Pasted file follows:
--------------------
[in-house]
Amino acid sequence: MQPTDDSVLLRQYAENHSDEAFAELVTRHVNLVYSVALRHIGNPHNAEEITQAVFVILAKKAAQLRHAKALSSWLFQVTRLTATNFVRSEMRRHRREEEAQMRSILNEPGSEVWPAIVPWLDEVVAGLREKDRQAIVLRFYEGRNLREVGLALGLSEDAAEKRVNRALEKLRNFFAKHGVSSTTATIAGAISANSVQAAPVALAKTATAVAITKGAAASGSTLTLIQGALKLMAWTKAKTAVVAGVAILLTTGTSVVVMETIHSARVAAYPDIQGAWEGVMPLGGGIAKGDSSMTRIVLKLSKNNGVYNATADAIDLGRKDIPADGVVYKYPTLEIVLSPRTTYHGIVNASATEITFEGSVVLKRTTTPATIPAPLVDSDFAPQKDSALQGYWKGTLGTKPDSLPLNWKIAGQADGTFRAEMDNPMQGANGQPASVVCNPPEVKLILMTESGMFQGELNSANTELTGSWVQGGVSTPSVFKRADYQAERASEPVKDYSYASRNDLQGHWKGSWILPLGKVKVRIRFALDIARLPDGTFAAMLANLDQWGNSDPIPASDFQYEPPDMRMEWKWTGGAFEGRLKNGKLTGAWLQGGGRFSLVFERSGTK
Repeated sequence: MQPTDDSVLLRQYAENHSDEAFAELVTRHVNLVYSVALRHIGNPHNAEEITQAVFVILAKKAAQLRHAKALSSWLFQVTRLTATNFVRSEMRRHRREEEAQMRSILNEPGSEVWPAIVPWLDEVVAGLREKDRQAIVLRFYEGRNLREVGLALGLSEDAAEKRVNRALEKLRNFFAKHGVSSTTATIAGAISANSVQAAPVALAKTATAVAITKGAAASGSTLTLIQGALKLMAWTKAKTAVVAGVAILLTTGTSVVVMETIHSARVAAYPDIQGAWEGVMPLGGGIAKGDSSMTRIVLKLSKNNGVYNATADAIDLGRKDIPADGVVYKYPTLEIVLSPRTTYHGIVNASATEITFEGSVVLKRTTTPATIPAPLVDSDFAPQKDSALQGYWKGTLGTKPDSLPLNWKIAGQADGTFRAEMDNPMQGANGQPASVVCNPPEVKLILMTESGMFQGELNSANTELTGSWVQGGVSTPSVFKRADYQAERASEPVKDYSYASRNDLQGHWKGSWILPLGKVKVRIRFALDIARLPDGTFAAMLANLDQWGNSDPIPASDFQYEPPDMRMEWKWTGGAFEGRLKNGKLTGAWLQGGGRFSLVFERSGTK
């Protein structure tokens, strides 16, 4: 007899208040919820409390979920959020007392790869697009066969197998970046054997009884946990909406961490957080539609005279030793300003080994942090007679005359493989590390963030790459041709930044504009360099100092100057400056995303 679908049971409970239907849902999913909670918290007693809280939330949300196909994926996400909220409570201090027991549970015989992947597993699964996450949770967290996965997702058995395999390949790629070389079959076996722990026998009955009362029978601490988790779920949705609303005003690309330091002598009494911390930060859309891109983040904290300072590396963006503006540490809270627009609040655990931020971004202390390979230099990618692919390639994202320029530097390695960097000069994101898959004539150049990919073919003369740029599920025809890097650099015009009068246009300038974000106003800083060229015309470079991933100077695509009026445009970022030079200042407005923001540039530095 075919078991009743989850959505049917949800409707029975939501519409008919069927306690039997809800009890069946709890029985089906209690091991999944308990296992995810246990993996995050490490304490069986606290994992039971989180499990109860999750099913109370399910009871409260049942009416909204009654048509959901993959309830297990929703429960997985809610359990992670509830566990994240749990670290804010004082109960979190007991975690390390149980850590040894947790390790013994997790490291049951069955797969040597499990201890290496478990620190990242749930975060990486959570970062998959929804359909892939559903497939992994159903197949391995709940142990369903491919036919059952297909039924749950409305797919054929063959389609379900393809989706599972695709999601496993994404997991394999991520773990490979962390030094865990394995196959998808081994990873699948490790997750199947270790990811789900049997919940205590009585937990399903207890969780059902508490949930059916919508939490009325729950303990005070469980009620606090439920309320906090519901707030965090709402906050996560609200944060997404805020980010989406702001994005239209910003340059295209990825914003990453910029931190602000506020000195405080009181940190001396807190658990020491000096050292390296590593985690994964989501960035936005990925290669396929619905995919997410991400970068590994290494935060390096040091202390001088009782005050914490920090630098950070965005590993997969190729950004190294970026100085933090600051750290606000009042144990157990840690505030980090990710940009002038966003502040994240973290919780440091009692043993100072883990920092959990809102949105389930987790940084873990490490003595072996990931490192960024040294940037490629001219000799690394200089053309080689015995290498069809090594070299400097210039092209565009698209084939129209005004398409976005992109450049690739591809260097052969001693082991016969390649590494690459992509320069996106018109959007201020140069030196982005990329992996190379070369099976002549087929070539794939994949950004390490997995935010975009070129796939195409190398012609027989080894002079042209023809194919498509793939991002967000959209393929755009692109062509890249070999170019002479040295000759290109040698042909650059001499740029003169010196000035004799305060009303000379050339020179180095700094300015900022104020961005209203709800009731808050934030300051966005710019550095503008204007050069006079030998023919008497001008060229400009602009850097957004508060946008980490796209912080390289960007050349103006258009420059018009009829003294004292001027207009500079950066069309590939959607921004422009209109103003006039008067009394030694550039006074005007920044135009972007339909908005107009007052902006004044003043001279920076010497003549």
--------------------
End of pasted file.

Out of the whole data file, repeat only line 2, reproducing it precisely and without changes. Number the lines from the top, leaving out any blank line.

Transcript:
Amino acid sequence: MQPTDDSVLLRQYAENHSDEAFAELVTRHVNLVYSVALRHIGNPHNAEEITQAVFVILAKKAAQLRHAKALSSWLFQVTRLTATNFVRSEMRRHRREEEAQMRSILNEPGSEVWPAIVPWLDEVVAGLREKDRQAIVLRFYEGRNLREVGLALGLSEDAAEKRVNRALEKLRNFFAKHGVSSTTATIAGAISANSVQAAPVALAKTATAVAITKGAAASGSTLTLIQGALKLMAWTKAKTAVVAGVAILLTTGTSVVVMETIHSARVAAYPDIQGAWEGVMPLGGGIAKGDSSMTRIVLKLSKNNGVYNATADAIDLGRKDIPADGVVYKYPTLEIVLSPRTTYHGIVNASATEITFEGSVVLKRTTTPATIPAPLVDSDFAPQKDSALQGYWKGTLGTKPDSLPLNWKIAGQADGTFRAEMDNPMQGANGQPASVVCNPPEVKLILMTESGMFQGELNSANTELTGSWVQGGVSTPSVFKRADYQAERASEPVKDYSYASRNDLQGHWKGSWILPLGKVKVRIRFALDIARLPDGTFAAMLANLDQWGNSDPIPASDFQYEPPDMRMEWKWTGGAFEGRLKNGKLTGAWLQGGGRFSLVFERSGTK